A Bay Area Journalist's First-Hand Account Of How Mayor Jerry Brown Screwed Over Oakland On His Way To Sacramento



J. Douglas Allen-Taylor
Oakland Unwrapped Column
UrbanView Newspaper
August 7, 2002

Normally, whatever his other faults, Robert Bobb is a pretty down-to-earth kind of guy. Bobb is not the one who carries the nickname "moonbeam." But the other night when Jerry Brown presented his police tax proposal to City Council, it was the City Manager, not the Mayor, who came up with the most otherworldly comment.

Several speakers, including two or three Councilmembers, had complained that the Mayor’s plan was thin on specifics on how the proposed 100 new police would be used to combat the violent crime epidemic in Oakland, especially the rising number of murders. To which the City Manager replied that, actually, the City was right now working on a "comprehensive crime prevention plan," which was being tested in "focus groups" around Oakland, even as he spoke.

Reminded me of the scene in the movie "Alien" when Ashe, the robot science officer, is still "compiling data" on the shipboard computer after half the crew of the Nostradamus has been wiped out by the alien intruder.

And so, with a soaring murder rate that will likely bring us over one hundred citizens killed by the end of the year, and four years after Jerry Brown first ran for the Oakland mayor’s office with a promise to bring down violent crime in the city, we learn that his administration is just now getting around to developing a "comprehensive crime prevention plan" to do so.

So what plan were they working on these past couple of years when they were transferring all those officers from the community policing units to street patrol?

And so it will be the November elections before Oakland voters can consider Jerry Brown’s proposed hotel, parking, and utility tax hikes to raise $70 million for added police protection in the city. And, oh, how very Jerry a protection plan it is.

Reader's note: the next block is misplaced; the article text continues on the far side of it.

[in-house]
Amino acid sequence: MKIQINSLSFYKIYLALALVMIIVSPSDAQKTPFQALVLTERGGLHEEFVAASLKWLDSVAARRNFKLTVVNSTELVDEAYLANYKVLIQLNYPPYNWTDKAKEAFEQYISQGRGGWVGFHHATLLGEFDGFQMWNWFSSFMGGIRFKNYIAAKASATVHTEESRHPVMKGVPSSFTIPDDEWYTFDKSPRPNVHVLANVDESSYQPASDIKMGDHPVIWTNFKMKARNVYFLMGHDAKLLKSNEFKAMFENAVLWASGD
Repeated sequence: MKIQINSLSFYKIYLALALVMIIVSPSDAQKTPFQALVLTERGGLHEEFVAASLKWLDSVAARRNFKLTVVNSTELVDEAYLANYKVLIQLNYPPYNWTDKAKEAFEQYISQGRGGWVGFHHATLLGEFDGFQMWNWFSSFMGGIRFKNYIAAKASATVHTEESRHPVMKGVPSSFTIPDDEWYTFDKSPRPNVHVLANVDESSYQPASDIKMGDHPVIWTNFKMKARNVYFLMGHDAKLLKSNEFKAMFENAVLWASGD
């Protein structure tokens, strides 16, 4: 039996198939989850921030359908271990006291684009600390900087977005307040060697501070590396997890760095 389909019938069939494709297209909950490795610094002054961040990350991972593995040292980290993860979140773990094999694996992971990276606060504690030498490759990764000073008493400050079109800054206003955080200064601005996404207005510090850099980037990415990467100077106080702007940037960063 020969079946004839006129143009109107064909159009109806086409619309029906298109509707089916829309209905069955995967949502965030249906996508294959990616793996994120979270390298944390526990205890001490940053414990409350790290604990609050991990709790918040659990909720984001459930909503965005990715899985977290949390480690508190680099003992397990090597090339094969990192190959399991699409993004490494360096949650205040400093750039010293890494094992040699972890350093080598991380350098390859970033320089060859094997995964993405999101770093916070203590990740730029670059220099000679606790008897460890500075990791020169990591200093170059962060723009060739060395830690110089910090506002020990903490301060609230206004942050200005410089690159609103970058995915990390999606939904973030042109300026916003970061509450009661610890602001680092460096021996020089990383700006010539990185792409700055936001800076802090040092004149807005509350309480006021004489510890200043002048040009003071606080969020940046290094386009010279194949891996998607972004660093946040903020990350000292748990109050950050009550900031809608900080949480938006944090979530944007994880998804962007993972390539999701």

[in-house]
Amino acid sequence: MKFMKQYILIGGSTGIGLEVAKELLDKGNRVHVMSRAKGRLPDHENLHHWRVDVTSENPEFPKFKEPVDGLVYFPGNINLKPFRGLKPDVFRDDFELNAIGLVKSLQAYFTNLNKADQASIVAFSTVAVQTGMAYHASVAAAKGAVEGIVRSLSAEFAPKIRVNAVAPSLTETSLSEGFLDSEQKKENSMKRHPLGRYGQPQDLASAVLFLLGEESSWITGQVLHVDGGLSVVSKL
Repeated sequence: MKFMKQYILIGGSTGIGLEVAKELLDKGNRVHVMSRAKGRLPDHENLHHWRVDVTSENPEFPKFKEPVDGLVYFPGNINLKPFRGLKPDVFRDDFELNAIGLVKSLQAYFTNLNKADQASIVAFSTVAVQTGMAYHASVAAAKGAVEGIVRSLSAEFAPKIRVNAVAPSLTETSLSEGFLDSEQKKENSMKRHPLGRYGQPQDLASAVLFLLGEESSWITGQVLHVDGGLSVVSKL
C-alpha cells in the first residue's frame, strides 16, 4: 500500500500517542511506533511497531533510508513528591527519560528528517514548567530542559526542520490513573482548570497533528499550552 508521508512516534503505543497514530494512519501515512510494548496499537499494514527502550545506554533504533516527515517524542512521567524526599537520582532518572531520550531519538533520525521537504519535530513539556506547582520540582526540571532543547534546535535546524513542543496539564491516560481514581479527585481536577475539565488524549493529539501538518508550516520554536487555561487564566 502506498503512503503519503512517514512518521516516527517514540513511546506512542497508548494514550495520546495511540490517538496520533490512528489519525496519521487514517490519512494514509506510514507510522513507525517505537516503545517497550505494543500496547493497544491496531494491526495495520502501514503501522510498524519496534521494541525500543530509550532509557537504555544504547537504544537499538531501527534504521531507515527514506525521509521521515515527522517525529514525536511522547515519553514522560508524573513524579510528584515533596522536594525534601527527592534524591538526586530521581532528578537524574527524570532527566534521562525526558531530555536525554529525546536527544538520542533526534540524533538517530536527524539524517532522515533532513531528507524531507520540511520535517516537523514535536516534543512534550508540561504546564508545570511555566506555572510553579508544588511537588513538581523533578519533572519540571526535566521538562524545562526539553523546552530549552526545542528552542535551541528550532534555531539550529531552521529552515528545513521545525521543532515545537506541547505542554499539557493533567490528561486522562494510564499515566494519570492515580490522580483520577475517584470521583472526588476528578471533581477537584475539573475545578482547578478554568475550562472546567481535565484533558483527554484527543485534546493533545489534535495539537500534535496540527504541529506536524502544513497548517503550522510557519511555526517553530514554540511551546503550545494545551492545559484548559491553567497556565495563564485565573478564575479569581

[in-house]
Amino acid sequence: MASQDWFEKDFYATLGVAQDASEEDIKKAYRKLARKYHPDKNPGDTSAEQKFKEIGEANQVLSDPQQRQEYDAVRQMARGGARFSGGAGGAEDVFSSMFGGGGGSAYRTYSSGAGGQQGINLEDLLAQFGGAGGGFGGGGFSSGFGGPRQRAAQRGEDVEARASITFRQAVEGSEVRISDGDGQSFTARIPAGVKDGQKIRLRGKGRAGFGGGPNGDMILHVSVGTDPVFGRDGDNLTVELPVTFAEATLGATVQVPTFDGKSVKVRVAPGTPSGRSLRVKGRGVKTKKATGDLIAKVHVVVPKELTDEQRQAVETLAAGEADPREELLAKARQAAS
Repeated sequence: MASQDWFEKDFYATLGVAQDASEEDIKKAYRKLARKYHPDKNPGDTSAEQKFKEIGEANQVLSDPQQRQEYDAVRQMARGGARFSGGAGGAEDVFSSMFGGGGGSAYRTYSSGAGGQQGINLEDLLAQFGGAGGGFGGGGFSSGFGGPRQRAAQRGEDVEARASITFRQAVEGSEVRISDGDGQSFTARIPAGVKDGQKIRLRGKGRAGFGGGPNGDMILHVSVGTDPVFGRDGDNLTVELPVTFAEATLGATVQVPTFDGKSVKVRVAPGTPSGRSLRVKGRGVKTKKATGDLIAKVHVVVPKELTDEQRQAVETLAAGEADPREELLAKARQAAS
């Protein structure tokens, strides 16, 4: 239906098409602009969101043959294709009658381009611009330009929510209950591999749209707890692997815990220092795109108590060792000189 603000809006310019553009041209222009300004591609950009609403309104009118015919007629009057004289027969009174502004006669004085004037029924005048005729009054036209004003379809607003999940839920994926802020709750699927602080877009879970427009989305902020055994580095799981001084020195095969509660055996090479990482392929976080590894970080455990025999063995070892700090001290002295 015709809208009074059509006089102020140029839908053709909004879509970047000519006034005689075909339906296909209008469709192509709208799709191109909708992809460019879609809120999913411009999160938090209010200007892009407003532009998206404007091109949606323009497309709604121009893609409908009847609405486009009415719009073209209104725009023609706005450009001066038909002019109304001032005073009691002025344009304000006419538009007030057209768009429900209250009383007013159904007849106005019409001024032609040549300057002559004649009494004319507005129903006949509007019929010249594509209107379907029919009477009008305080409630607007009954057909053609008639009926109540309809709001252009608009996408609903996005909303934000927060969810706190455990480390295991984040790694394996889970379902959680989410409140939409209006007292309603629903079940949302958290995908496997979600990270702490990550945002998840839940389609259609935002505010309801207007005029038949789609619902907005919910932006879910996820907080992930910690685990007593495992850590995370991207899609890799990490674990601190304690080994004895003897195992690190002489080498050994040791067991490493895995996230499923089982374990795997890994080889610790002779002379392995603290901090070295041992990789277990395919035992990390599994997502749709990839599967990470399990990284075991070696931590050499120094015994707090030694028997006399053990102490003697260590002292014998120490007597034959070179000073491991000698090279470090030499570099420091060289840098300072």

The Mayor’s plan requires the Mayor to do absolutely nothing more about crime in Oakland this summer than he’s already doing. He says he needs more money to fulfill his duties and his campaign promises. And if we give him more money, he says he’ll use it to hire 100 new police officers.

100 new police officers is like 10,000 new downtown residents, one of those Jerry-rigged whole numbers, which roll off of the political tongue quite well, but do not necessarily comport with the realities or the needs of the moment. Sure, 100 new police officers may sound like great news to some residents or merchants along Center or Holly or Market or International. But how many of those 100 new police officers will actually be doing patrol duty in the highest-crime areas, and what will be their assignments? The devil is in the details, and supplying Oaklanders with details has never been Jerry Brown’s strong suit.

The tax plan was presented to City Council on the last possible date to be placed put on the November ballot. Dick Spees, who supports the added police, worried about the effect the hotel tax might have on Oakland’s ailing tourist industry, and wished there was more time to talk about alternatives. Nancy Nadel offered a compelling and credible alternative plan to spend the proposed new tax revenue, putting more emphasis on preventing crime before it happens, including such things as city jobs for Oakland’s large number of parolees. But there wasn’t any time to talk about that, either.

And that pretty much seems to suit Jerry Brown. The 100 police tax measure on November’s ballot is a take-it-or-leave-it proposition, which clears the Mayor of any responsibility for the city’s rising violent crime wave. It’s like a "pin" move in chess. If voters reject his tax in November, count on Brown to make his usual trash-Oakland statements, saying that he tried his best, but Oakland really didn’t want to "step up to the plate." And if voters accept his proposed tax? City staff projected that the first of the new 100 officers won’t hit the streets until November of 2004. So by the time we can expect any results the Mayor will be on his way out the door, and if the proposed tax doesn’t fix the problem, the rest of us will have to clean up the mess the Mayor leaves behind.

How very Jerry.